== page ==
Ethnography and the Emancipatory Agenda in IR
Dr. Jean Michel Montsion
Associate Professor, Multidisciplinary Studies, York University (Glendon College)
International Relations (IR) emerged during the interwar period as an intellectual exercise that treats the nature of relations between states as substantively different from relations between actors within states. With a intent of problematizing such abstraction, ethnography has been used as a way to open up the field to new objects of study, research puzzles and ways to fight social inequalities. By looking at recent attempts to integrate ethnography into IR – namely practice-focused research, autoethnography and multi-sited ethnography – I question the idea of one specific ethnographic turn in the field. Highlighting some commonalities in how its use is debated in other fields, I reflect on the disciplinary ways by which IR scholarship is challenged in integrating the contribution of ethnography and how these challenges may be a consequence of the field's lack of acknowledgement of its racist history and tendencies.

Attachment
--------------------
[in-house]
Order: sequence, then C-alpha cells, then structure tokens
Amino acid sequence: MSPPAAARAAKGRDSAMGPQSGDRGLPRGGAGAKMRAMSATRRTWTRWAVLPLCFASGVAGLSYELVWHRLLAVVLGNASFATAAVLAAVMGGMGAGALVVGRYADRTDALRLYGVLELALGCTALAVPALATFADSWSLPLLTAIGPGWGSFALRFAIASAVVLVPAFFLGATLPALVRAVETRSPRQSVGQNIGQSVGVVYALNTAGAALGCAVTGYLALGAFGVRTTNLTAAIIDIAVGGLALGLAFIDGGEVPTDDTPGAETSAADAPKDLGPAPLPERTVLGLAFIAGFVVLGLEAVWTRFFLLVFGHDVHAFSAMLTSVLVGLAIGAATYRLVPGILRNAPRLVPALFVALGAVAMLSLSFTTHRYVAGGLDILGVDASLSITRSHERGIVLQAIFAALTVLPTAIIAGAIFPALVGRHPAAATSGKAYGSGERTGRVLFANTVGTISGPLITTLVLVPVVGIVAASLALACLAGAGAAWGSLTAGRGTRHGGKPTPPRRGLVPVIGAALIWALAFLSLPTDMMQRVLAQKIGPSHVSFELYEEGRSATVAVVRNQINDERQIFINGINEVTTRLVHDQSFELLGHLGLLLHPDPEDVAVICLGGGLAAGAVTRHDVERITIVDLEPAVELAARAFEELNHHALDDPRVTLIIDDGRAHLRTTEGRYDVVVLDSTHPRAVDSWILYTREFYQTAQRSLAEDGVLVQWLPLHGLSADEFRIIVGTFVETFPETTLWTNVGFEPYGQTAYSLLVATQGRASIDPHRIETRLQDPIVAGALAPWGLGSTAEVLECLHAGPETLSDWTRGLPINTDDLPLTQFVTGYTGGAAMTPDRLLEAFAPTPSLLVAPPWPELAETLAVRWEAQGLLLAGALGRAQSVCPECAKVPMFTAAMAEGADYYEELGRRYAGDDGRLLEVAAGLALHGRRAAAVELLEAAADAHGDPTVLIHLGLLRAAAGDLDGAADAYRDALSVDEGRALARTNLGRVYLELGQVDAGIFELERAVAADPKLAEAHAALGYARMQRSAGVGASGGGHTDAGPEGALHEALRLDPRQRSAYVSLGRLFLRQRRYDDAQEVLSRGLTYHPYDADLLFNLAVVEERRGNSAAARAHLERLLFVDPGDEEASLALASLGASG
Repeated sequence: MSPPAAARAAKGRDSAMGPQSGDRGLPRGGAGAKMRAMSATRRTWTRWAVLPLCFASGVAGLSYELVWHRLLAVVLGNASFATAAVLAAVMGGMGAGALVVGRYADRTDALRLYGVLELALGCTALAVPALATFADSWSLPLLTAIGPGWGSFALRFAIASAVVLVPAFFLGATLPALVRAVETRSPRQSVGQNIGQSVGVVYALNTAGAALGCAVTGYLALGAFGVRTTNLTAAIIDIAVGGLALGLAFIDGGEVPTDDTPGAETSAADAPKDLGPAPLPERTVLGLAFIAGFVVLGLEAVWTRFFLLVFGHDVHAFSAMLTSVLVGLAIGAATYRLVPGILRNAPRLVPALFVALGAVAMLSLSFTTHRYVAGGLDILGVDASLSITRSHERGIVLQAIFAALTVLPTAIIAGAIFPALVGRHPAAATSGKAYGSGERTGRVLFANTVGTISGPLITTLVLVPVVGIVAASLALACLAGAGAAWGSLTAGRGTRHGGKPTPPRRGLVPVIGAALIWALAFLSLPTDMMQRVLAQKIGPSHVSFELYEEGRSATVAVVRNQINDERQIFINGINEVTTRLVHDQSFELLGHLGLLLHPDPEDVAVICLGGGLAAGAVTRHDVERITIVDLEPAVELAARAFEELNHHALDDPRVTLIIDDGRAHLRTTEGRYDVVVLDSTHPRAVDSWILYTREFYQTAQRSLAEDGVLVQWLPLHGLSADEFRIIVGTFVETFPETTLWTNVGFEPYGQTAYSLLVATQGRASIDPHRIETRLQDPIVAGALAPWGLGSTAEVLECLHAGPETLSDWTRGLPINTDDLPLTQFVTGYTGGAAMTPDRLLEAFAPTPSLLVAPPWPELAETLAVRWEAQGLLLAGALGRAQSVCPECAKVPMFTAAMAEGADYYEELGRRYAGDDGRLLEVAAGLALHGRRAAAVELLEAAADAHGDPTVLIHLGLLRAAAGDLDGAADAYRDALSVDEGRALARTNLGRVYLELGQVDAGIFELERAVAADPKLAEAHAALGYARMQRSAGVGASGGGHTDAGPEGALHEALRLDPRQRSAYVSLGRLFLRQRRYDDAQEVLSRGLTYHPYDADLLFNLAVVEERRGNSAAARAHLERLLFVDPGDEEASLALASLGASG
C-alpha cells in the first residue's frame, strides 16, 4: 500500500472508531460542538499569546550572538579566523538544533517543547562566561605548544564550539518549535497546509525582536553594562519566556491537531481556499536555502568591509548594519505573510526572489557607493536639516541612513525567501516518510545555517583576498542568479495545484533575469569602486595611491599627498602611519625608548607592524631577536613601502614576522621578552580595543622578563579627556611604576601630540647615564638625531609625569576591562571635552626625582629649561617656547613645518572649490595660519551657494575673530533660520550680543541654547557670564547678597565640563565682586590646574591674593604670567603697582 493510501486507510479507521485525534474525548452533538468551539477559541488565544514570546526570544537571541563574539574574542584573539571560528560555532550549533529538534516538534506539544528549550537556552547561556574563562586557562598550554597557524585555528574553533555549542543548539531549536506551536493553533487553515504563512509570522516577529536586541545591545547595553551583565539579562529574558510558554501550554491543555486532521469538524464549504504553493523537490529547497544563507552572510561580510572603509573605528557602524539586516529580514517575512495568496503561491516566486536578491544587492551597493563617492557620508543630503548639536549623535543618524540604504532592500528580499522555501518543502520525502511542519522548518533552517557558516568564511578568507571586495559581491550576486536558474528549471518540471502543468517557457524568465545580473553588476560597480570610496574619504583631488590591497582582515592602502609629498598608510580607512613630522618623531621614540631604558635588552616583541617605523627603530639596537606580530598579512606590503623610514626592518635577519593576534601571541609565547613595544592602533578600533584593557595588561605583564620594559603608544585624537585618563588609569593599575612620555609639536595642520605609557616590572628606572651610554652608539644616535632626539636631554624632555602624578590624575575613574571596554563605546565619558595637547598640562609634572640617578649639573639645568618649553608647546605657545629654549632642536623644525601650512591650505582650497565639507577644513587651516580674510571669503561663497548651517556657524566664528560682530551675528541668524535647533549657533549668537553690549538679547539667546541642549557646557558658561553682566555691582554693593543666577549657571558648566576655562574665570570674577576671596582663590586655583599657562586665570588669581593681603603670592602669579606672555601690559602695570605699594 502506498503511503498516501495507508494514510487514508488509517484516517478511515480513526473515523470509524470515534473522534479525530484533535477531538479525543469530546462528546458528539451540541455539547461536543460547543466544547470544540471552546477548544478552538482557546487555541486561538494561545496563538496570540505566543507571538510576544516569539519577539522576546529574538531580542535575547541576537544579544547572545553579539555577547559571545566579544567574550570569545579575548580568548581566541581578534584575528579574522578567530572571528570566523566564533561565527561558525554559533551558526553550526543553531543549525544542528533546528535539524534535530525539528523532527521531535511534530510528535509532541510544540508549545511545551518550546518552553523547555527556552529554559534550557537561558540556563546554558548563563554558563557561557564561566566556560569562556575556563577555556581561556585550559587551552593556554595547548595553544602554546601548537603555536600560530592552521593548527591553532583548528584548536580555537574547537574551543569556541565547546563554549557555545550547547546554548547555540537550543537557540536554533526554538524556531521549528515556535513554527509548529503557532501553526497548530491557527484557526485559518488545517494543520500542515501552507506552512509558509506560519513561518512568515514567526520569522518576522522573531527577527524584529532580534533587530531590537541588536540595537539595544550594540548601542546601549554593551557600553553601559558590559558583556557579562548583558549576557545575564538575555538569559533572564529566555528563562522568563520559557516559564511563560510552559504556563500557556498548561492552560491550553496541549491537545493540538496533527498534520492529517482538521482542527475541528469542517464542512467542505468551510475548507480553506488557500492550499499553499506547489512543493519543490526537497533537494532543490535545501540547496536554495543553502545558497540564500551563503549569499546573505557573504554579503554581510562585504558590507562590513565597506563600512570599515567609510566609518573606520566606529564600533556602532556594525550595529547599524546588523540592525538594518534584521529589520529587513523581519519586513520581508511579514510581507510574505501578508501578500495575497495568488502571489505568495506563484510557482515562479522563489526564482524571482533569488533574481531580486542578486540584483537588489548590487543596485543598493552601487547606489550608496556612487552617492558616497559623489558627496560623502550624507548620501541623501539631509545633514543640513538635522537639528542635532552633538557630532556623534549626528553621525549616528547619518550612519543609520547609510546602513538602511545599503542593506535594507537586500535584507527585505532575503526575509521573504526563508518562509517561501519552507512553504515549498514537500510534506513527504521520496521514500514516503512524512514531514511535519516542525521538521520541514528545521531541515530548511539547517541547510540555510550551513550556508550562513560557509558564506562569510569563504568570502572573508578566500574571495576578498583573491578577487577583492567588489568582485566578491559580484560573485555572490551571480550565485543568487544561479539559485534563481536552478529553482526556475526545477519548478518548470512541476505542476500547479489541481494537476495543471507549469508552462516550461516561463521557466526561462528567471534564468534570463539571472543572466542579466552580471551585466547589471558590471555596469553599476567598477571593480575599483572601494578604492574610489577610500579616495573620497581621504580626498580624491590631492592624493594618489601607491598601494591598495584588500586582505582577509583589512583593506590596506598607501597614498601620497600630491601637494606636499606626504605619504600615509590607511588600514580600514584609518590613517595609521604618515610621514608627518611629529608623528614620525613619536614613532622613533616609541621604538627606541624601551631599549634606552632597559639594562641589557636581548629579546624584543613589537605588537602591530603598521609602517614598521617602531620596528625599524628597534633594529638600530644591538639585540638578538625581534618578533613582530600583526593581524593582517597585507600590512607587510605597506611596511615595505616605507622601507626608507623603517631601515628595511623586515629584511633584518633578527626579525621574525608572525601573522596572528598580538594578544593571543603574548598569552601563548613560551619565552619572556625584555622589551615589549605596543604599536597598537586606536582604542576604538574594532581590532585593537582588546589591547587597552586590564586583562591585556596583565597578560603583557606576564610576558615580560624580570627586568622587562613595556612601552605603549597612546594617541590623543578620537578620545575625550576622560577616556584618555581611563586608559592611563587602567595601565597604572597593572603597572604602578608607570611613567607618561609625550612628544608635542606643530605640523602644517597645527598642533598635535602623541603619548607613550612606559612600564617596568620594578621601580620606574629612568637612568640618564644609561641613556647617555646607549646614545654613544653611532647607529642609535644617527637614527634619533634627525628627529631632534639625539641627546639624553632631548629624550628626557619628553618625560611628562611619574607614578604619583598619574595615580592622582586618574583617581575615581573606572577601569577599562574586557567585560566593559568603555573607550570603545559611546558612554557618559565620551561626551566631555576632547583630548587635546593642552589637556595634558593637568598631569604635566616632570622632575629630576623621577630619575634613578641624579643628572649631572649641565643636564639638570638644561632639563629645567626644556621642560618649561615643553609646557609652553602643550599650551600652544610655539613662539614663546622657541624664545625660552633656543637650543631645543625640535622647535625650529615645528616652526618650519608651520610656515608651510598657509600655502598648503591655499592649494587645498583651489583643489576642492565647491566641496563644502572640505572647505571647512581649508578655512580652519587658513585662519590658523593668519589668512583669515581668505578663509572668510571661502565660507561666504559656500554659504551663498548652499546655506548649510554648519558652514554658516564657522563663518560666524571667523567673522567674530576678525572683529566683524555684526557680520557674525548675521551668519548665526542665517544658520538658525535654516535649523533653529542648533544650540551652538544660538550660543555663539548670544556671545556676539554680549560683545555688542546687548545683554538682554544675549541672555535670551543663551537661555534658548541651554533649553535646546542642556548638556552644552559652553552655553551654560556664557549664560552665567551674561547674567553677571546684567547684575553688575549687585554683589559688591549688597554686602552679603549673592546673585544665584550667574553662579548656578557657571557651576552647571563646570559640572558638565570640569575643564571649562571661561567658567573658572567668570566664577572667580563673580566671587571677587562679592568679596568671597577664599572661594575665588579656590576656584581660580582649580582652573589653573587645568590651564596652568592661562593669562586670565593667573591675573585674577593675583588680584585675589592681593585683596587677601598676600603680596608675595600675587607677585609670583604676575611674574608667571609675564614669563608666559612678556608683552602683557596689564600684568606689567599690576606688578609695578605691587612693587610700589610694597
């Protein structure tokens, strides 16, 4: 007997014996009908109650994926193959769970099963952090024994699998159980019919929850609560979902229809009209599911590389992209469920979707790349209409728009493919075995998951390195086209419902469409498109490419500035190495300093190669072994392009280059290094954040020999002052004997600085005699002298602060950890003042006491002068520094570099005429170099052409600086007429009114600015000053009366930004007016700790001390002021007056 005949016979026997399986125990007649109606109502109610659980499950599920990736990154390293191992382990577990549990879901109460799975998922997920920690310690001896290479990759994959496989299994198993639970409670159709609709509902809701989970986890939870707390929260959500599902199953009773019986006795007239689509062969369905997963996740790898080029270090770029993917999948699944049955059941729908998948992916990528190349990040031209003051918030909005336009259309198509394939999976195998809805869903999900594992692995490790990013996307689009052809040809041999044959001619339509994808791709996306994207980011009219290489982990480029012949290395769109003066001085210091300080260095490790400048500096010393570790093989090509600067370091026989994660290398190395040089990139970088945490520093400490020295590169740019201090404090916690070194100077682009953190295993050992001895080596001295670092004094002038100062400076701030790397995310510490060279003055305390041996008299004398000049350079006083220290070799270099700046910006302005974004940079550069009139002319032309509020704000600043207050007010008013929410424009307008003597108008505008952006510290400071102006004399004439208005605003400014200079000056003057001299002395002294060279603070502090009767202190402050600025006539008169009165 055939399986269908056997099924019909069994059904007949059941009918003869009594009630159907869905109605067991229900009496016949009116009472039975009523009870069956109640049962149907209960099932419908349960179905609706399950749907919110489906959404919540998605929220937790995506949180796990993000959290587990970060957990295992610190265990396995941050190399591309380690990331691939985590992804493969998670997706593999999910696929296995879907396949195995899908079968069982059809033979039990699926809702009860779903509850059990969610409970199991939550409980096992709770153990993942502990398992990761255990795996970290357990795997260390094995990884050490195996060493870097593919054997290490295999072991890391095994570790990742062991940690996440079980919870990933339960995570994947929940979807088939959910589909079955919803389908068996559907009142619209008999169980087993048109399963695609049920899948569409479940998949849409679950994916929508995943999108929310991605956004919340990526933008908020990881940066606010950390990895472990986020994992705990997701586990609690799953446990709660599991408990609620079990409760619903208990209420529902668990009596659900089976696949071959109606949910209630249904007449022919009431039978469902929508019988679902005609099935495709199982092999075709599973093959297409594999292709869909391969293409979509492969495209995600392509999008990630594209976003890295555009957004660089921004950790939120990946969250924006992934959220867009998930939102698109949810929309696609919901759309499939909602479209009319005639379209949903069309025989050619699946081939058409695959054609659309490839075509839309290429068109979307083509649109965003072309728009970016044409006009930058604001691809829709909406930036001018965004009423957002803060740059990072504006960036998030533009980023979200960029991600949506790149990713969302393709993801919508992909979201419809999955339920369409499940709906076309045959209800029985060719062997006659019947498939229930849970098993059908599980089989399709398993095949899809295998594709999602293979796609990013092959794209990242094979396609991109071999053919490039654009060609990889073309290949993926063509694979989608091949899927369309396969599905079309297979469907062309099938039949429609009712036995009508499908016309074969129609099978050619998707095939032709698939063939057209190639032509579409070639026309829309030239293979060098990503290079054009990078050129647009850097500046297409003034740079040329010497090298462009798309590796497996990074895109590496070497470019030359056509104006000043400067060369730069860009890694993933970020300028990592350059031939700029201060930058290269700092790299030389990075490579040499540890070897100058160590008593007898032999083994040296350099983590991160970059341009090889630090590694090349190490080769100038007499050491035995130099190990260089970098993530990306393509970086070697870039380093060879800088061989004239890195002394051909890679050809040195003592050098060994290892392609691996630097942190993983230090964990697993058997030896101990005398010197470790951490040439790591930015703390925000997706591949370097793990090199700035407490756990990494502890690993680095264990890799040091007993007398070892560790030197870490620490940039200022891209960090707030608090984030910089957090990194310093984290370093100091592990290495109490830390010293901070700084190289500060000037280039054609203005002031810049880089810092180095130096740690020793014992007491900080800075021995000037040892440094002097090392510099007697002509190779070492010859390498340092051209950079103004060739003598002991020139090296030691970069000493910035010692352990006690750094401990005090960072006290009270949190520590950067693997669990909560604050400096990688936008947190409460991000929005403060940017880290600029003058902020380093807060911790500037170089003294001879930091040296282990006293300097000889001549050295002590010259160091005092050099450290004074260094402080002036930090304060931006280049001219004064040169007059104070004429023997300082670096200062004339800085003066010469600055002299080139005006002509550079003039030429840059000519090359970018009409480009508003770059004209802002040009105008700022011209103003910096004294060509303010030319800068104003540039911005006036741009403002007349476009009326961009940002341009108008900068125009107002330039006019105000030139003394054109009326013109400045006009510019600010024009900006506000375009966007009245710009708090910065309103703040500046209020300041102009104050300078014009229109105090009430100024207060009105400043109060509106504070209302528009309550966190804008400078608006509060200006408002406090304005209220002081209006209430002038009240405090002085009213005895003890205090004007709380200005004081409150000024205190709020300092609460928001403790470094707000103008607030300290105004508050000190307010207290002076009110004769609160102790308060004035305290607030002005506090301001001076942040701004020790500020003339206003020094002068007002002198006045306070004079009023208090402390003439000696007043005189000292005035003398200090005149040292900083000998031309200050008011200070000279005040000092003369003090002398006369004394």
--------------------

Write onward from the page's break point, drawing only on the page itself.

Lord Dalhousie Room (Henry Hicks Building)
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